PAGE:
Steen says she relies on education to get clients over their fear of moving to the cloud.
“We explain how the data centers operate, how redundancies and encryption protect data and cite statistics that support our case,” she said. “We also enlighten clients on how moving to the cloud eliminates downtime, fosters group collaboration and provides anytime access. When business owners see how a group of employees can work on one document in the SharePoint environment, that’s usually all it takes to push them over to a yes.”
Steen added that because the cloud has been around for a while, people are more comfortable with the idea of moving to it.
“Convincing a client usually takes anywhere from 30 to 60 days,” she said. “But depending where the client’s head is at, it could be as little as two weeks.”
That process is often expedited when clients experience some type of disaster, such a server crash resulting in the loss of data or even when the client realizes he can’t access information when out of the office.
“We had a law firm that absolutely refused to move to the cloud,” Steen said. “The company became the victim of ransomware through a phishing scheme. Files got encrypted, and the firm had to pay the ransom to retrieve them. That’s when we received a call.”
She was quick to point out that had the firm been a managed services client, it would “never have gotten that email in the first place.”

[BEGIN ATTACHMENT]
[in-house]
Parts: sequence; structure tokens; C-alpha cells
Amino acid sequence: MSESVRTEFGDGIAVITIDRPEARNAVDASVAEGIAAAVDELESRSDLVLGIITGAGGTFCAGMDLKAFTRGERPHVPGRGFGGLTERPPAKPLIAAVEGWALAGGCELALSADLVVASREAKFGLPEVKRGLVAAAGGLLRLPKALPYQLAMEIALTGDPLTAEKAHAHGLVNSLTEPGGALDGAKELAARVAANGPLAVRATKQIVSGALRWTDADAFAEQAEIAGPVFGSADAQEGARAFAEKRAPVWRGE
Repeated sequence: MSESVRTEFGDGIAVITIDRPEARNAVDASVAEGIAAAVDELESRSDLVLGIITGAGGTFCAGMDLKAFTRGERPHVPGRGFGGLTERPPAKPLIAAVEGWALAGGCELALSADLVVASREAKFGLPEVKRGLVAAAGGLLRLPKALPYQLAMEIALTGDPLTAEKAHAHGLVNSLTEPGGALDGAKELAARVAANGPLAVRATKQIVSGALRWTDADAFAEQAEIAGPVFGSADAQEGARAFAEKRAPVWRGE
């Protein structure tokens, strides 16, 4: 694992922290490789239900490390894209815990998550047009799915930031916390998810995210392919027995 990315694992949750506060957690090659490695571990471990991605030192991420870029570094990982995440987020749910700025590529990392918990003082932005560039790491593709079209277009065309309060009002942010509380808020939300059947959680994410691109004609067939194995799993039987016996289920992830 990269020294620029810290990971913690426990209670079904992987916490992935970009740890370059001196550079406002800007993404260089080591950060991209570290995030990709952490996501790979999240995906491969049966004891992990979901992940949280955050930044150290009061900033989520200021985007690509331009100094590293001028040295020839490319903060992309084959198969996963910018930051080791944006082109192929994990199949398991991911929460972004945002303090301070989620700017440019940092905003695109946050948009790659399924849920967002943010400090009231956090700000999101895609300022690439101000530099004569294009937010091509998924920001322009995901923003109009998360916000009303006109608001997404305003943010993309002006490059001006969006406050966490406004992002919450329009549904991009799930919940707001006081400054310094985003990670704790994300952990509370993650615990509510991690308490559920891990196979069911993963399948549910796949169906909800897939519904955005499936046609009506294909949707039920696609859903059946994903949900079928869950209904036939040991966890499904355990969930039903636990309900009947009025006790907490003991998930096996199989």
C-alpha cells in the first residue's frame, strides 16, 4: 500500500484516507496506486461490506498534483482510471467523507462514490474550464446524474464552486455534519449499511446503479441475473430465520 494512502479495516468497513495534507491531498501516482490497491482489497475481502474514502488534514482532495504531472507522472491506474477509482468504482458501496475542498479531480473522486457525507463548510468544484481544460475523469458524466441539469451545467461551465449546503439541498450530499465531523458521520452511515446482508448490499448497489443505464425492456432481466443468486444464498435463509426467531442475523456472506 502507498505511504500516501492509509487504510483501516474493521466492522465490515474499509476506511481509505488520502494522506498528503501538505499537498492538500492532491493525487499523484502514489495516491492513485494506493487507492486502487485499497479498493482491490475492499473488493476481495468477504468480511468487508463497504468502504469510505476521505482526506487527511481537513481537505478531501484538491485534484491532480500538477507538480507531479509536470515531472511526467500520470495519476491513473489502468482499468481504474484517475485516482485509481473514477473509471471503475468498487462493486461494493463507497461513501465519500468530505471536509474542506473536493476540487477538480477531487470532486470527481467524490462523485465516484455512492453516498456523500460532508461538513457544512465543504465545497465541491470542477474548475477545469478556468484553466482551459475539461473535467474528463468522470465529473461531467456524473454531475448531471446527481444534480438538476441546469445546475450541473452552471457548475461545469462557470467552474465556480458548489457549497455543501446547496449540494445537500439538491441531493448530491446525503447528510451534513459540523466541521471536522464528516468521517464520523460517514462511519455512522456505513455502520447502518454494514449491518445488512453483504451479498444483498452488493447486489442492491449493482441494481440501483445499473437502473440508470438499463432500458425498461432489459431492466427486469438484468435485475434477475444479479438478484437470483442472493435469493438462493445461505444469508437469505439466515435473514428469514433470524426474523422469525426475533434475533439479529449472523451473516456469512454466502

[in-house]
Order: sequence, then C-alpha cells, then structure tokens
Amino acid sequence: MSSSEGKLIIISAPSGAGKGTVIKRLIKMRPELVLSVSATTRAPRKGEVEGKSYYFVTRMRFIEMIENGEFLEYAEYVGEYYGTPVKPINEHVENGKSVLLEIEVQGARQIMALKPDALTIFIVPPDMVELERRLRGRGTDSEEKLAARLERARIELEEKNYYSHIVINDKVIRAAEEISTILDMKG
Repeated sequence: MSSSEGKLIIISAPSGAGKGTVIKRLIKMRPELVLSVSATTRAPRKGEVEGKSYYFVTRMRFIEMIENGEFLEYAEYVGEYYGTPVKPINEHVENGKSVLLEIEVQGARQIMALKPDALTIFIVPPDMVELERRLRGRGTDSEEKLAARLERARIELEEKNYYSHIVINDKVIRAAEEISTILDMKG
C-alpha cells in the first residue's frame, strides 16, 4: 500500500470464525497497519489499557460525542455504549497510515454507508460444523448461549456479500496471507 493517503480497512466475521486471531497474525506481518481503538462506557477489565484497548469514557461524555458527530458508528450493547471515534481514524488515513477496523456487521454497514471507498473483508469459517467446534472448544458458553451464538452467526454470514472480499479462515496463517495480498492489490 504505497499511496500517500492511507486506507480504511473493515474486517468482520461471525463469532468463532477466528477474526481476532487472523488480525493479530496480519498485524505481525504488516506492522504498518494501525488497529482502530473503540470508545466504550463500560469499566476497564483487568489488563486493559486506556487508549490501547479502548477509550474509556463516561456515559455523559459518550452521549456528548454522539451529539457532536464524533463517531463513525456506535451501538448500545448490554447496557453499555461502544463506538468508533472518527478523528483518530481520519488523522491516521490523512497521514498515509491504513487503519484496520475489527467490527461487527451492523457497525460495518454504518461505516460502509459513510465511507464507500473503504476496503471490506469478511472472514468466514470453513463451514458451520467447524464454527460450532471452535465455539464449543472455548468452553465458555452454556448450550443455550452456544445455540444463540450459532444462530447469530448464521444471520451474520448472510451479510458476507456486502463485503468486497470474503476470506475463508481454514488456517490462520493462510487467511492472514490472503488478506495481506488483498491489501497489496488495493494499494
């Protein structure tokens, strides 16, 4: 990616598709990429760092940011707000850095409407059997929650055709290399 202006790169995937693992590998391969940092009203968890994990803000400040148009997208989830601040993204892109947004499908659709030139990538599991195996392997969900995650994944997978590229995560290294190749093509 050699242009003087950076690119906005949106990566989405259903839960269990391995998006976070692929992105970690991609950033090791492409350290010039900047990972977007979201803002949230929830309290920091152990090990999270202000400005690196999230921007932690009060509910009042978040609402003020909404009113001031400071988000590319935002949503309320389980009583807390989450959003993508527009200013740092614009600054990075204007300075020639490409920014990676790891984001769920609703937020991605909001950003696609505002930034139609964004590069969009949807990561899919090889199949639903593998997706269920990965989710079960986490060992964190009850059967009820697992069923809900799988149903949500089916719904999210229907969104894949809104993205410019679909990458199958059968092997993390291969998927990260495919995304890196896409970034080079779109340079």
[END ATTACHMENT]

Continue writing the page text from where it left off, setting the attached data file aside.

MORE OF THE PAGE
Steen said that she often uses incentives in the form of free training to convince clients to convert.
“We provide free training through the local Microsoft retail store,” she said. “It doesn’t cost us anything, and we work closely with the store to provide training. I also speak there, on occasion.”
Cloud Transition Timetable, Costs
Steen indicated that implementation could take as little as one to two hours per user, and that includes training. Costs average around $350 per user, which covers all aspects: Microsoft licensing for one year, data migration and training.
Midmarket companies with many employees could see expenditures rise into the five-figure range, but, according to Steen, costs for a company with 20 users, for example, could be as little as $2,000.
Where the Transition Process Starts
Typically, Steen starts by migrating email, whether that involves a POP environment or in-house Exchange server.
“The reason we start with email is that it has a low impact on the client,” she said. “It includes new features the client didn’t have before and does not require them to change the way they work. If the company has been using Outlook, for instance, it continues to do so. It’s not an imposition on their time, which makes them think, ‘This cloud thing is really easy.’ That’s when we take them to the next step.”
Challenges Cloud-ready Managed Services Providers Face
The primary challenge when moving a client to the cloud is trying to make too many changes at one time, Steen said.
“We don’t want to overwhelm the client with all this new technology,” she said. “Our challenge is to move them through the process slowly, step-by-step. We get them onto email, and then progress to other products over time.”
Becoming a cloud-ready managed services provider has enabled Steen to realize her vision of providing a high standard of service that places the needs of the client ahead of her own. It’s something for which she is grateful, even if she has to give her daughter the credit.